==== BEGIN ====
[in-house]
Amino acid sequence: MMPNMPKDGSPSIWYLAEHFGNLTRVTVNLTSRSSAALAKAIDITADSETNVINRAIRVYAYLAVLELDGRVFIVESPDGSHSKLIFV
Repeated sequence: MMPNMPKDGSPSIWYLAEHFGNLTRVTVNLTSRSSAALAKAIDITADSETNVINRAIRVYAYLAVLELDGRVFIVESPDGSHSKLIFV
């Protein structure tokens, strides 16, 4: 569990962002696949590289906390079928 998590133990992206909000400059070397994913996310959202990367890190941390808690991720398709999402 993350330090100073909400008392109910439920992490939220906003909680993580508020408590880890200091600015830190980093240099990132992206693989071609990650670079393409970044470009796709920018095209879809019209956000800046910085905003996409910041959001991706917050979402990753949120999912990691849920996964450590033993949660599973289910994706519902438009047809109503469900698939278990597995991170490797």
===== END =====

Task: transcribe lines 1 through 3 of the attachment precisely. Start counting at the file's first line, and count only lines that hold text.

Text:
[in-house]
Amino acid sequence: MMPNMPKDGSPSIWYLAEHFGNLTRVTVNLTSRSSAALAKAIDITADSETNVINRAIRVYAYLAVLELDGRVFIVESPDGSHSKLIFV
Repeated sequence: MMPNMPKDGSPSIWYLAEHFGNLTRVTVNLTSRSSAALAKAIDITADSETNVINRAIRVYAYLAVLELDGRVFIVESPDGSHSKLIFV